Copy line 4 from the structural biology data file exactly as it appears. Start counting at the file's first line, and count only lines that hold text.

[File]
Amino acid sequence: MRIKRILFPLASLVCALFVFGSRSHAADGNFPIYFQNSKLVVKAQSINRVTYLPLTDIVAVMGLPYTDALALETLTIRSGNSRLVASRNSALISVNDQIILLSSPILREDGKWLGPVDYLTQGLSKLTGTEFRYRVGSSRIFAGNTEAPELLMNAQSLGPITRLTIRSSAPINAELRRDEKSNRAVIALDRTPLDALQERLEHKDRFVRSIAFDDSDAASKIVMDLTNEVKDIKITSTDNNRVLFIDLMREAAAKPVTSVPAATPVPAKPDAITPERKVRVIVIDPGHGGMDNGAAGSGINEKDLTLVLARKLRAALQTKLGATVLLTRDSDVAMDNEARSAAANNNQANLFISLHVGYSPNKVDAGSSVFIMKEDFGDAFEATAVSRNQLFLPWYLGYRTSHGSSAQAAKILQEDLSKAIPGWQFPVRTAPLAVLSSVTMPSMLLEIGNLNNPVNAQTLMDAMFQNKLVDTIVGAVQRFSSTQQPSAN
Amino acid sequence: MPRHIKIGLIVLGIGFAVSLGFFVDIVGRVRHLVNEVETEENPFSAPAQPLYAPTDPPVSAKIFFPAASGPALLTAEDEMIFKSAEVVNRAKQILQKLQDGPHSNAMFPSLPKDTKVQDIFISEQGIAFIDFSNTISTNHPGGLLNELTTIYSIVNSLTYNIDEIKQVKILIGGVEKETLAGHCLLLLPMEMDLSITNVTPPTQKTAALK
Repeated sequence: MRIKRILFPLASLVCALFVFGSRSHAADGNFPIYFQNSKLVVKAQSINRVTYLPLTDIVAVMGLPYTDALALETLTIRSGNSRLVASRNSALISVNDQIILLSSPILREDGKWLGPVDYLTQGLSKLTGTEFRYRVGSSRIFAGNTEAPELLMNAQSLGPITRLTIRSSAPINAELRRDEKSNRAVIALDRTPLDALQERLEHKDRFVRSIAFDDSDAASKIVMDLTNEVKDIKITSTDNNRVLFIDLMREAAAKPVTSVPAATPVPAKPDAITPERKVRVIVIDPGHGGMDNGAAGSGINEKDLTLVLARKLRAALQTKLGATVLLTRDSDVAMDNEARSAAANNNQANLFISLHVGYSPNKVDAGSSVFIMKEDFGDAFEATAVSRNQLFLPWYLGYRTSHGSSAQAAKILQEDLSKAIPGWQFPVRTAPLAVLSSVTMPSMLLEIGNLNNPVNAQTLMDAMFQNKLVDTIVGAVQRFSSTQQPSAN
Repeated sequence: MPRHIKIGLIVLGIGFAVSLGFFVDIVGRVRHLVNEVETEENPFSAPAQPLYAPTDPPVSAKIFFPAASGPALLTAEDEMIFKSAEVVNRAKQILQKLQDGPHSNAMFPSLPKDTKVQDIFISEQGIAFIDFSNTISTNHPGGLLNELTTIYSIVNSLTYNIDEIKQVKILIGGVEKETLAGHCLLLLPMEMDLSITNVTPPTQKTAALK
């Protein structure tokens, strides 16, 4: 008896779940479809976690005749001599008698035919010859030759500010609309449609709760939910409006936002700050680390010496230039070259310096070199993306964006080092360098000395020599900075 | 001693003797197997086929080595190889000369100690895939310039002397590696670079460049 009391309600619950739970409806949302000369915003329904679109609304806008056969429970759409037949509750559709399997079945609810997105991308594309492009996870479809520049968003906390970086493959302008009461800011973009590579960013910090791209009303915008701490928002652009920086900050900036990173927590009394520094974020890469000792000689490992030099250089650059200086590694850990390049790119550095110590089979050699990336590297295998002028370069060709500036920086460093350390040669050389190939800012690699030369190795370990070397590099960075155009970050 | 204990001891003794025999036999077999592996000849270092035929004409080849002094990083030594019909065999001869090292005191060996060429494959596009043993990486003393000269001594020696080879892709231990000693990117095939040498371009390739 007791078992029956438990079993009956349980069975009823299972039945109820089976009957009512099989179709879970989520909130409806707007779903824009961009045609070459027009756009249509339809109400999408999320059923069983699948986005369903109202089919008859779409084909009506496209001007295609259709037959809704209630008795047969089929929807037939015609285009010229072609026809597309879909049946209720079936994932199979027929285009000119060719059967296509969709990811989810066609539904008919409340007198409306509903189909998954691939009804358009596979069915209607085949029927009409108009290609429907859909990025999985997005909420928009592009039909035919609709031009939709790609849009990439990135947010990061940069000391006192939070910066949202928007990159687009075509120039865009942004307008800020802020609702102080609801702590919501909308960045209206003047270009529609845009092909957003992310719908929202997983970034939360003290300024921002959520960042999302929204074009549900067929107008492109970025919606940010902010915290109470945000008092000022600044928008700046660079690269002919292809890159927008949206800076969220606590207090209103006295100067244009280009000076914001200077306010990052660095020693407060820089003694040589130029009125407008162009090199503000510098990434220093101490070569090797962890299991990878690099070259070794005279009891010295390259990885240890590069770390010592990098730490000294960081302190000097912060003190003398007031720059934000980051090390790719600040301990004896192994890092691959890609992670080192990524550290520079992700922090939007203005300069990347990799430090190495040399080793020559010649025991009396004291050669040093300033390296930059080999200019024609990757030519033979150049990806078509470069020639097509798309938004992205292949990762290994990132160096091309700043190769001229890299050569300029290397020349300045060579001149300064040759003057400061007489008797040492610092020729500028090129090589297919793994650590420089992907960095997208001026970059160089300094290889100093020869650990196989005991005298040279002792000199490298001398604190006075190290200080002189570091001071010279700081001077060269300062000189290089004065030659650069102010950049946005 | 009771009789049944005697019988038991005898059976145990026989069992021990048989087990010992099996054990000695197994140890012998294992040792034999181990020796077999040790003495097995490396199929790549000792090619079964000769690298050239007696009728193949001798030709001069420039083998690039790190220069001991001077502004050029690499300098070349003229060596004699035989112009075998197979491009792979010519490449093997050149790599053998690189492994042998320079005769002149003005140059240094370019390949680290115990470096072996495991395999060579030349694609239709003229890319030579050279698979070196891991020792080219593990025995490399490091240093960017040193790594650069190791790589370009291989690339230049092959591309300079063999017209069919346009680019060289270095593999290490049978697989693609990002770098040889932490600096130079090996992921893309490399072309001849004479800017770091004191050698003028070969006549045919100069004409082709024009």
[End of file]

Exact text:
Repeated sequence: MPRHIKIGLIVLGIGFAVSLGFFVDIVGRVRHLVNEVETEENPFSAPAQPLYAPTDPPVSAKIFFPAASGPALLTAEDEMIFKSAEVVNRAKQILQKLQDGPHSNAMFPSLPKDTKVQDIFISEQGIAFIDFSNTISTNHPGGLLNELTTIYSIVNSLTYNIDEIKQVKILIGGVEKETLAGHCLLLLPMEMDLSITNVTPPTQKTAALK